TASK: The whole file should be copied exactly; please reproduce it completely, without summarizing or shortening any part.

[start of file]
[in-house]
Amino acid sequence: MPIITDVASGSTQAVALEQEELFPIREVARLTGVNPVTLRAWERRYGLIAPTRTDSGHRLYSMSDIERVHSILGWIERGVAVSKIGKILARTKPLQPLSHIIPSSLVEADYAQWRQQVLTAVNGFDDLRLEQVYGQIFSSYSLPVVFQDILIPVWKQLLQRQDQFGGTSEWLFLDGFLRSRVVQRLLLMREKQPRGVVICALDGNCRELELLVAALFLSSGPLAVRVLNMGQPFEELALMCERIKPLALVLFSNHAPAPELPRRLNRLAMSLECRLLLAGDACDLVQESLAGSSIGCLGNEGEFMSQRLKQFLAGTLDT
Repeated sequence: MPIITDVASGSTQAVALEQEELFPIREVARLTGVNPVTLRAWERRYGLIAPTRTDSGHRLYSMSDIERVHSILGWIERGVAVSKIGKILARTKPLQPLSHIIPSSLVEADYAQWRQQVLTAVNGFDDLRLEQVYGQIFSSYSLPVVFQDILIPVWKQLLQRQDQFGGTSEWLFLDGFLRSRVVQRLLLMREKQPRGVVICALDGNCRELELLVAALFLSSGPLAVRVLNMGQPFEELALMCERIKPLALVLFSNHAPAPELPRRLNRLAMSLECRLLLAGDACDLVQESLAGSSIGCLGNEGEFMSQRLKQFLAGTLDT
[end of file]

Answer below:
[in-house]
Amino acid sequence: MPIITDVASGSTQAVALEQEELFPIREVARLTGVNPVTLRAWERRYGLIAPTRTDSGHRLYSMSDIERVHSILGWIERGVAVSKIGKILARTKPLQPLSHIIPSSLVEADYAQWRQQVLTAVNGFDDLRLEQVYGQIFSSYSLPVVFQDILIPVWKQLLQRQDQFGGTSEWLFLDGFLRSRVVQRLLLMREKQPRGVVICALDGNCRELELLVAALFLSSGPLAVRVLNMGQPFEELALMCERIKPLALVLFSNHAPAPELPRRLNRLAMSLECRLLLAGDACDLVQESLAGSSIGCLGNEGEFMSQRLKQFLAGTLDT
Repeated sequence: MPIITDVASGSTQAVALEQEELFPIREVARLTGVNPVTLRAWERRYGLIAPTRTDSGHRLYSMSDIERVHSILGWIERGVAVSKIGKILARTKPLQPLSHIIPSSLVEADYAQWRQQVLTAVNGFDDLRLEQVYGQIFSSYSLPVVFQDILIPVWKQLLQRQDQFGGTSEWLFLDGFLRSRVVQRLLLMREKQPRGVVICALDGNCRELELLVAALFLSSGPLAVRVLNMGQPFEELALMCERIKPLALVLFSNHAPAPELPRRLNRLAMSLECRLLLAGDACDLVQESLAGSSIGCLGNEGEFMSQRLKQFLAGTLDT